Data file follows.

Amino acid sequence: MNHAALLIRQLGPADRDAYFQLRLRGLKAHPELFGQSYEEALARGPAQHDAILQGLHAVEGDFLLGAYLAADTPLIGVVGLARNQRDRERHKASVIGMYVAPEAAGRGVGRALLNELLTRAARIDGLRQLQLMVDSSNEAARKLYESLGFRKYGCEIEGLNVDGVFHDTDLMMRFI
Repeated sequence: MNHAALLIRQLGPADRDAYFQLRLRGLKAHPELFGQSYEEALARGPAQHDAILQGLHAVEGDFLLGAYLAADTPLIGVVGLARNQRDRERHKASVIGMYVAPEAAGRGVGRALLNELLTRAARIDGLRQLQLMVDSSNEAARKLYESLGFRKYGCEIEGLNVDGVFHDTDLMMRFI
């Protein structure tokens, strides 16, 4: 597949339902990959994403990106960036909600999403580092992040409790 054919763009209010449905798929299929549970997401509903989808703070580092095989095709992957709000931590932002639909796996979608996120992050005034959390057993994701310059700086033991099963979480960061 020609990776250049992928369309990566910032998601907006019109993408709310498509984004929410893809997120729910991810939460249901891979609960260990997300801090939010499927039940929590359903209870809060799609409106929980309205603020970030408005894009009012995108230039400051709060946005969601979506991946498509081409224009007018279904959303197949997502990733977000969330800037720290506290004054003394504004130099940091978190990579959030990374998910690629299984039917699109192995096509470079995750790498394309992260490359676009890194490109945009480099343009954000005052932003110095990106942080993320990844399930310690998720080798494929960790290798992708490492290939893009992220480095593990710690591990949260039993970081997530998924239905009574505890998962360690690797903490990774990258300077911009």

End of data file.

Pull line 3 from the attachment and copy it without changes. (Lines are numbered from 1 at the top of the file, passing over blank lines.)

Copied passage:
């Protein structure tokens, strides 16, 4: 597949339902990959994403990106960036909600999403580092992040409790 054919763009209010449905798929299929549970997401509903989808703070580092095989095709992957709000931590932002639909796996979608996120992050005034959390057993994701310059700086033991099963979480960061 020609990776250049992928369309990566910032998601907006019109993408709310498509984004929410893809997120729910991810939460249901891979609960260990997300801090939010499927039940929590359903209870809060799609409106929980309205603020970030408005894009009012995108230039400051709060946005969601979506991946498509081409224009007018279904959303197949997502990733977000969330800037720290506290004054003394504004130099940091978190990579959030990374998910690629299984039917699109192995096509470079995750790498394309992260490359676009890194490109945009480099343009954000005052932003110095990106942080993320990844399930310690998720080798494929960790290798992708490492290939893009992220480095593990710690591990949260039993970081997530998924239905009574505890998962360690690797903490990774990258300077911009």